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Old 01-09-15, 06:58 AM
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Hi, first post. So, please excuse my layman terms. This conversation to me seems to contradict studies or magazine articles (I have no links) that show that cross-training yields improvements in both aerobic and anaerobic performance.

I understand aerobic improvement to mean faster for longer miles or just longer miles, and anaerobic improvement to mean more powerful or faster for a short period such as sprint or steep hill.

My impression prior to reading this thread was that gym squats would complement long miles. However, I'm interpreting the above to say that my muscles' changeover to efficient fat consumption will be stunted by the need for immediate energy in a gym squat. Would you please or confirm or educate me?
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Old 01-09-15, 09:52 AM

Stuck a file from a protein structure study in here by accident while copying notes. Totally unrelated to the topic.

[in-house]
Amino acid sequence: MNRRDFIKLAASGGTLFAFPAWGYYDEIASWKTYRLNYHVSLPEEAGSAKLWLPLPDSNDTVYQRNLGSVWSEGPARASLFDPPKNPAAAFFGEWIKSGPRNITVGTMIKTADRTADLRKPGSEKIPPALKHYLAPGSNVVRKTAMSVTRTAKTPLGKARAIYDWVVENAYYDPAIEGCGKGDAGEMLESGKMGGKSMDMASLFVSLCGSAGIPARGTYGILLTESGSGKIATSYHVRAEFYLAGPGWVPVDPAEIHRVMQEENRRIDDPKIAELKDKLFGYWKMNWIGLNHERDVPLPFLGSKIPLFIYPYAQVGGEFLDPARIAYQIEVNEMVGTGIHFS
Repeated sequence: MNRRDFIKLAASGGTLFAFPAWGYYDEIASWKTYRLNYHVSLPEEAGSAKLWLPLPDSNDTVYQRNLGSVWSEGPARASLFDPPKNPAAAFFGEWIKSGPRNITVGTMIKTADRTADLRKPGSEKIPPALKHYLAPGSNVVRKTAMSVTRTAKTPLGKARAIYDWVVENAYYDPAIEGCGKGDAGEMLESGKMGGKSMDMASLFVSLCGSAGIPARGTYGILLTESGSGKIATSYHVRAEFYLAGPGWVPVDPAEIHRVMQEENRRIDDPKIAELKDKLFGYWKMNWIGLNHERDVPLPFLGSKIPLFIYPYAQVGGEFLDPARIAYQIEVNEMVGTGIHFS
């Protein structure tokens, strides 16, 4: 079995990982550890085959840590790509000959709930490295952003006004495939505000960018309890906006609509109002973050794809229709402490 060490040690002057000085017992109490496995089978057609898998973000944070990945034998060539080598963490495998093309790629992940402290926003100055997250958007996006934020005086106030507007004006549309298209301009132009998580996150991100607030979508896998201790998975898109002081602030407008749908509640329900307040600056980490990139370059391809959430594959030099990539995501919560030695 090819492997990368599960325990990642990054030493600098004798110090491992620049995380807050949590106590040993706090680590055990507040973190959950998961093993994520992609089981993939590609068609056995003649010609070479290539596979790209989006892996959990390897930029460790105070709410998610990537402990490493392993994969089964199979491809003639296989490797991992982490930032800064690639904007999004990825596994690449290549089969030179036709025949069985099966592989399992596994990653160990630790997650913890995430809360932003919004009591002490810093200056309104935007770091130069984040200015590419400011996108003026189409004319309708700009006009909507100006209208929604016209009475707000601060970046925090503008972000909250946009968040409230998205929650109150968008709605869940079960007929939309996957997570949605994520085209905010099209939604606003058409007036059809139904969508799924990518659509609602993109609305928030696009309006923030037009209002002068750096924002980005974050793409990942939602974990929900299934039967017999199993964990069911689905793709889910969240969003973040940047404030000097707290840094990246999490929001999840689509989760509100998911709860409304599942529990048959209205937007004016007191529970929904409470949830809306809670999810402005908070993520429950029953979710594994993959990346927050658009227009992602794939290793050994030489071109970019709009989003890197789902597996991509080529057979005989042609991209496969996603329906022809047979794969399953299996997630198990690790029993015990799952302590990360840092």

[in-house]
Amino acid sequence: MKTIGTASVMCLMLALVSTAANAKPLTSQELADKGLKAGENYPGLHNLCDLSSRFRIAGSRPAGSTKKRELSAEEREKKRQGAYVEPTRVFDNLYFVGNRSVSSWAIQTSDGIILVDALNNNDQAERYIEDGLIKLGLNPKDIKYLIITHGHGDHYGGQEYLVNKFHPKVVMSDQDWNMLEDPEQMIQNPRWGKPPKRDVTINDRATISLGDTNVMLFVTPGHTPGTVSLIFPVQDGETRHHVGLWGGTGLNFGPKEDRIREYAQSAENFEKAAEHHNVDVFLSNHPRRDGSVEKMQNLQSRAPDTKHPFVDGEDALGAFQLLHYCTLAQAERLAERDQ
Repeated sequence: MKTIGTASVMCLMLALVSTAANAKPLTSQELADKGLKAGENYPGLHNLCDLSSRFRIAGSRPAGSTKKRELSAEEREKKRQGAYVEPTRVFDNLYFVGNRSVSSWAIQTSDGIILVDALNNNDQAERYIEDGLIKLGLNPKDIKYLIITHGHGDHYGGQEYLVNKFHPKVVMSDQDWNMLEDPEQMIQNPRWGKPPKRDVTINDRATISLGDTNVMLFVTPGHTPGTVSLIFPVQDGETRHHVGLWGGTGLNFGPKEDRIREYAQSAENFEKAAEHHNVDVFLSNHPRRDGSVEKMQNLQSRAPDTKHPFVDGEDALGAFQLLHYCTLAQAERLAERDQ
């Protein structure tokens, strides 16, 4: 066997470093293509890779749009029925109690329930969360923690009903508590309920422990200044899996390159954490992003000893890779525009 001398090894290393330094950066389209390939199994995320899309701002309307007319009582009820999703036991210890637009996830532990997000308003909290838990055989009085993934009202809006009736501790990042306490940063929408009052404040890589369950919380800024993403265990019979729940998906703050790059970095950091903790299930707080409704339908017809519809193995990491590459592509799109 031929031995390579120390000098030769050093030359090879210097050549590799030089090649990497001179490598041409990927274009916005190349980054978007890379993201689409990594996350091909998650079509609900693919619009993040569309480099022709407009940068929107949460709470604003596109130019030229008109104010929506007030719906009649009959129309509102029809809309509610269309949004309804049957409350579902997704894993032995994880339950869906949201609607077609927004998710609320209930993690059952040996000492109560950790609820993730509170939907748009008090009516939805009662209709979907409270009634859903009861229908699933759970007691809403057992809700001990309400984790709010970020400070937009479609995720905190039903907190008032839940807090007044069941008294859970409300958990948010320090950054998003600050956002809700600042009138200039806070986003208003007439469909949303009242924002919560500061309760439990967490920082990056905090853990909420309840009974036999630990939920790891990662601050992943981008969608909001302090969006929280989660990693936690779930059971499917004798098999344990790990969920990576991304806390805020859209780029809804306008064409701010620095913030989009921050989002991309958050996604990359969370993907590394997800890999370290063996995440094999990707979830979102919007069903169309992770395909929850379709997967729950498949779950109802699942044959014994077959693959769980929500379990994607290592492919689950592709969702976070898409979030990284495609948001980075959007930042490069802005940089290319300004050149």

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Originally Posted by fnckr View Post
Hi, first post. So, please excuse my layman terms. This conversation to me seems to contradict studies or magazine articles (I have no links) that show that cross-training yields improvements in both aerobic and anaerobic performance.

I understand aerobic improvement to mean faster for longer miles or just longer miles, and anaerobic improvement to mean more powerful or faster for a short period such as sprint or steep hill.

My impression prior to reading this thread was that gym squats would complement long miles. However, I'm interpreting the above to say that my muscles' changeover to efficient fat consumption will be stunted by the need for immediate energy in a gym squat. Would you please or confirm or educate me?
How many of those articles or studies use couch potatoes or close to couch potatoes as subjects?
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Old 01-09-15, 12:49 PM